candidate John Kerry was pro-choice
could not discern it from listening to
him on the stump.
The result was a squandering of the
gender gap. John Kerry was defeated
by George W. Bush, and both houses of
Congress remained Republican. Kansas
went for Bush by a margin of nearly 2-1.
Enter Charles Schumer and Rahm
Emanuel. In January 2005, the combative
senator from New York became chair of the
Democratic Senatorial Campaign Committee,
and Emanuel—a two-term representative from Illinois—
took over its counterpart committee in the House. As a
condition of taking the job, Schumer made a deal that the
party would back candidates in the primaries, departing
from long-standing practice, and that he would have a big
say in which candidates got the nod. By February,
Schumer was courting anti-choice candidates, and some
members of the leadership were saying that Senate
Democrats had no “litmus test” on abortion rights.
As a consequence, pro-choicer Barbara Hafer, a former
state treasurer, was pushed out of the Pennsylvania
Democratic primary in favor of Bob Casey, an anti-abortion
“new Democrat.” Schumer also courted anti-choice
Rep. Jim Langevin for
the Senate race in Rhode Island
over pro-choice Secretary of
State Matt Brown, but Langevin
withdrew after national women’s
groups became outraged. On
the House side, Emanuel was
using the same playbook, his
prize catch being Heath Shuler
from North Carolina—a former
football star and evangelical
Christian opposed to abortion.
Emanuel believed the party
needed machismo, and according to one report “looked for
candidates with strong backgrounds, from sheriffs to sol-diers,
to counteract a Democratic image of softness.”
After the 2006 elections, Schumer and Emanuel were
hailed as architects of the victory. Some of their hand-picked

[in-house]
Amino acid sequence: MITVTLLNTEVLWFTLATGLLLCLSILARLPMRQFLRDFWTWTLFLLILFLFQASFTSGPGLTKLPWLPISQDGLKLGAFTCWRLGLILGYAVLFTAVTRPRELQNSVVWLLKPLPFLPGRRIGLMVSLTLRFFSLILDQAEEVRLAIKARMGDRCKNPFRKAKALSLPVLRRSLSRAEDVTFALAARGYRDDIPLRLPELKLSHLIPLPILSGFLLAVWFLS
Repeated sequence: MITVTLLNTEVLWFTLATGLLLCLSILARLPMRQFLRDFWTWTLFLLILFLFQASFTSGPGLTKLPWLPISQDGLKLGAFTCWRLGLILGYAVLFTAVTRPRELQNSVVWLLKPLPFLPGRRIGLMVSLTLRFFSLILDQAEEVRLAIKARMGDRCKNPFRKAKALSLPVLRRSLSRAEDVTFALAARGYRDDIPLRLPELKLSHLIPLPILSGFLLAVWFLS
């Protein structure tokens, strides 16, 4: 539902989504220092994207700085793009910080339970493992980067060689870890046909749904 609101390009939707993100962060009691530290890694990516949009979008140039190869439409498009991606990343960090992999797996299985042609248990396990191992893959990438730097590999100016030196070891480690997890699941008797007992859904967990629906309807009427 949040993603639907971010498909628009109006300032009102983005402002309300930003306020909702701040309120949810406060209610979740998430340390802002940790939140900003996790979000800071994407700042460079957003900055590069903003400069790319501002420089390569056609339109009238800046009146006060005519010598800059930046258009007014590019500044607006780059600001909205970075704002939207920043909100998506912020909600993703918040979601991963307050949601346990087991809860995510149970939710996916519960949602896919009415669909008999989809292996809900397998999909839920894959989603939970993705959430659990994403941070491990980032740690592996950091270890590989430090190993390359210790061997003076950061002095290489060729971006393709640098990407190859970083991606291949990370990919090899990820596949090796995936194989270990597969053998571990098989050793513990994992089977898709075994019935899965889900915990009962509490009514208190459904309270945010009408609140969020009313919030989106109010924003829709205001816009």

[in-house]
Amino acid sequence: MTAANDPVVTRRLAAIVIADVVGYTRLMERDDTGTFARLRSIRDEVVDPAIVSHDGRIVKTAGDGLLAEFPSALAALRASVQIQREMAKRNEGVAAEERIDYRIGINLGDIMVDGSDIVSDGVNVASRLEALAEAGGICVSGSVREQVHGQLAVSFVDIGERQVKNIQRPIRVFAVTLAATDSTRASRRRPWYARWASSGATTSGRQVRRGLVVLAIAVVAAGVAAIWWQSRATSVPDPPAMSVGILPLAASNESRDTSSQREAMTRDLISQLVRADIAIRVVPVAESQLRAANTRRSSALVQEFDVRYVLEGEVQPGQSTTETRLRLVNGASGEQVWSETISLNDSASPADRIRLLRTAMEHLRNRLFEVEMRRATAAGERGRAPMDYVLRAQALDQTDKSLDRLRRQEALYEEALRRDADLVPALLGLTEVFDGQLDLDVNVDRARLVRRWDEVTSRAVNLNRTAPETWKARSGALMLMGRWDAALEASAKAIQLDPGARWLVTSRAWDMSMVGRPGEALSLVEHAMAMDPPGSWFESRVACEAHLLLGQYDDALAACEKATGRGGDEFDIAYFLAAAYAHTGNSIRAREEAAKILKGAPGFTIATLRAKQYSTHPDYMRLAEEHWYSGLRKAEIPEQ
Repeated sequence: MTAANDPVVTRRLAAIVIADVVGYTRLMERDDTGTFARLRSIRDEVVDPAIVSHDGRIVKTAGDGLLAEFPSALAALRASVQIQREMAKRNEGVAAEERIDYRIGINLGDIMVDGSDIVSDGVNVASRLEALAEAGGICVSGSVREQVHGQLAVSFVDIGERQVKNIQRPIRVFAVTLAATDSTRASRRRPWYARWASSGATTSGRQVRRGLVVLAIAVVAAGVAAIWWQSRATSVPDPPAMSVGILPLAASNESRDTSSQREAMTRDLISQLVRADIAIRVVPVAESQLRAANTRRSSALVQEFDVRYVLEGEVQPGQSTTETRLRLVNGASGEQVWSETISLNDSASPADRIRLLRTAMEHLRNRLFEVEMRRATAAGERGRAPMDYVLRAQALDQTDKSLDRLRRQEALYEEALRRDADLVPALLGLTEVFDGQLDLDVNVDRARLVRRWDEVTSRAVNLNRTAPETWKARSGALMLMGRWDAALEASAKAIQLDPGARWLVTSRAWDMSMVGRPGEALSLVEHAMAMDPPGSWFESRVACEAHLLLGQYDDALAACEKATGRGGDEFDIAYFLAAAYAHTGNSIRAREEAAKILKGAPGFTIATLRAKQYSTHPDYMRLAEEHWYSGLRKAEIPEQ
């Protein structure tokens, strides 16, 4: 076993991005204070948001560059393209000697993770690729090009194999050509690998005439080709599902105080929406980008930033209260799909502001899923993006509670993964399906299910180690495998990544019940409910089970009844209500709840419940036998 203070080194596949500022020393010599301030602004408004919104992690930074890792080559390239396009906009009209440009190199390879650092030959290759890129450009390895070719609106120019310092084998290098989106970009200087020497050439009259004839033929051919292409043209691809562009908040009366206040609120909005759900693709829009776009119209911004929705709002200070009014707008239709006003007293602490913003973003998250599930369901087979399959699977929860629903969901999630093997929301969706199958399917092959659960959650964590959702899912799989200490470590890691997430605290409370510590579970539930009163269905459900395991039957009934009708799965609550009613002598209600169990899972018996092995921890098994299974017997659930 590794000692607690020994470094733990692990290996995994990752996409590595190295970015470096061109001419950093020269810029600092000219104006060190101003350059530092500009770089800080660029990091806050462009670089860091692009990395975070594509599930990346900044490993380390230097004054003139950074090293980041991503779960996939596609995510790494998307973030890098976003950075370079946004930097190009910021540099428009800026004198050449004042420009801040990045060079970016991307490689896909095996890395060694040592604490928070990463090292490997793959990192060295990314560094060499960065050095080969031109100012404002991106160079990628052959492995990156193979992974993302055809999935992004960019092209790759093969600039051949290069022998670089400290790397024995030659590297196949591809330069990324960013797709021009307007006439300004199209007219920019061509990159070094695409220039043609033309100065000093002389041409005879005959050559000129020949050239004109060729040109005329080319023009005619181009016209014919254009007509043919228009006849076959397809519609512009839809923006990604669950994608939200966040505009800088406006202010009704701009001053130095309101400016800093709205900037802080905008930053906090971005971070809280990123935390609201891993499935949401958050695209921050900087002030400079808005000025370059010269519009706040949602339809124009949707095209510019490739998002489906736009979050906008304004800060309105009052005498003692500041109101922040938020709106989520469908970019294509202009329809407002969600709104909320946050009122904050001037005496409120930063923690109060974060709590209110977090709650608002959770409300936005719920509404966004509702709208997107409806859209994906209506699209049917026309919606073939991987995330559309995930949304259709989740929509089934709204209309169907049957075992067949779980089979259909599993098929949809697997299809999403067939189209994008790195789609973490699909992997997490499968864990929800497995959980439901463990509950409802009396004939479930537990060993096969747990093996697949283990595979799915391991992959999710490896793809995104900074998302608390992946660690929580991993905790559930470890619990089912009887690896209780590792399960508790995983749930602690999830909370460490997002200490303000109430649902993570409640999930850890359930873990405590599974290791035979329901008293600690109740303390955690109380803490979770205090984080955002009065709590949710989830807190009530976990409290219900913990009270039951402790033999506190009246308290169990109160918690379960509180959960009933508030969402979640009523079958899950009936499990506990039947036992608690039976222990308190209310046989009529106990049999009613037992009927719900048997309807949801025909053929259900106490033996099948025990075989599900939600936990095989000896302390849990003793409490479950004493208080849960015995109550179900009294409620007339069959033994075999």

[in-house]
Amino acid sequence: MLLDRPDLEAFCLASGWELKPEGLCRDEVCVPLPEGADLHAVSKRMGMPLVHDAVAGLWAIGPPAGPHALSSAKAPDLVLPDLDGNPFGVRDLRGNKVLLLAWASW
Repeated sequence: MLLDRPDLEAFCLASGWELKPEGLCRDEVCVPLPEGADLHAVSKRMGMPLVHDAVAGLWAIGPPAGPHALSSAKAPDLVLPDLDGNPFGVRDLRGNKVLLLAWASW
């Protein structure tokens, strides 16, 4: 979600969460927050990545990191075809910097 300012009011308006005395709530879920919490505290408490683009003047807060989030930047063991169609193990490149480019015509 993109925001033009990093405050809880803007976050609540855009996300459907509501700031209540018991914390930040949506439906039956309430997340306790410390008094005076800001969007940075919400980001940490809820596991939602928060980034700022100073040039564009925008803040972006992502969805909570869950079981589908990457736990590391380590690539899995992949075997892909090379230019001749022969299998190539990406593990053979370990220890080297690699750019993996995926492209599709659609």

candidates had won, including anti-choice poster
boys Casey and Shuler. USA Today declared the centrist
New Democrat and conservative Blue Dog Democratic
caucuses to be the big gainers in the new Congress.
But wait a minute. What really happened in 2006?
There is no question that Schumer and Emanuel’s fund-raising
and political skills contributed to the Democratic
landslide—but that landslide was not due to their strategy
of abandoning traditional Democratic values and backing
more conservative candidates. In fact, a number of their
more conservative picks lost, and some candidates whom
they didn’t help—such as feminist, anti-war Democrat
Carol Shea-Porter in New Hampshire—won in spite of
them. Casey and Shuler notwithstanding, the biggest win-ners
in the election were actually progressive candidates
and causes. And Kansas—in a direct repudiation of
Thomas Frank’s theory that Democrats couldn’t win on
cultural issues like abortion—led the way.
While the Iraq War was, without question, the top voter
concern in the national elections, it certainly cannot explain
the rout the right wing suffered in Kansas, nor can the anti-war
vote or the Schumer/Emanuel strategy of painting the
party more conservative fully illuminate what happened.